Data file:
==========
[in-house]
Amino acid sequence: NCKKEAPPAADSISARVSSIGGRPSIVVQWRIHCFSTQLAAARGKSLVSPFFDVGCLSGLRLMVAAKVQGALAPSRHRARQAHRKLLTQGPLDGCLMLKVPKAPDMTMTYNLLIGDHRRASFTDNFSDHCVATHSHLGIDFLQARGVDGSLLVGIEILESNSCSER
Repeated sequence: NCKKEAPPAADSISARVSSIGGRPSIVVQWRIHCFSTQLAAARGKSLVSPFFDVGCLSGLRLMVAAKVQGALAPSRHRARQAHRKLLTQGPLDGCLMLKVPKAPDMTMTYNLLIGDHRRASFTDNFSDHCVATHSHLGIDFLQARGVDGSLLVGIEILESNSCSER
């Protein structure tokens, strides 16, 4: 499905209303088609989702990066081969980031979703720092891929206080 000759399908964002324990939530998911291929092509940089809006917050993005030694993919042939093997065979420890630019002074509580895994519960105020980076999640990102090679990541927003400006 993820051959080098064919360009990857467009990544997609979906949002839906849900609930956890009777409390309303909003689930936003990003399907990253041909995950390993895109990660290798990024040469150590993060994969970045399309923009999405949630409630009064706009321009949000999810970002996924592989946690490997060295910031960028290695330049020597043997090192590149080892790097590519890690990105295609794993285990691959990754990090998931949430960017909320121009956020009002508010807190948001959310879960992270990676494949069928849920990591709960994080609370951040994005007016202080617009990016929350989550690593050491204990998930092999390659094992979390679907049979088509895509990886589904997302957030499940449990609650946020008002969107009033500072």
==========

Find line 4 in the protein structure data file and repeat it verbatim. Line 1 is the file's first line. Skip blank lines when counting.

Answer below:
């Protein structure tokens, strides 16, 4: 499905209303088609989702990066081969980031979703720092891929206080 000759399908964002324990939530998911291929092509940089809006917050993005030694993919042939093997065979420890630019002074509580895994519960105020980076999640990102090679990541927003400006 993820051959080098064919360009990857467009990544997609979906949002839906849900609930956890009777409390309303909003689930936003990003399907990253041909995950390993895109990660290798990024040469150590993060994969970045399309923009999405949630409630009064706009321009949000999810970002996924592989946690490997060295910031960028290695330049020597043997090192590149080892790097590519890690990105295609794993285990691959990754990090998931949430960017909320121009956020009002508010807190948001959310879960992270990676494949069928849920990591709960994080609370951040994005007016202080617009990016929350989550690593050491204990998930092999390659094992979390679907049979088509895509990886589904997302957030499940449990609650946020008002969107009033500072």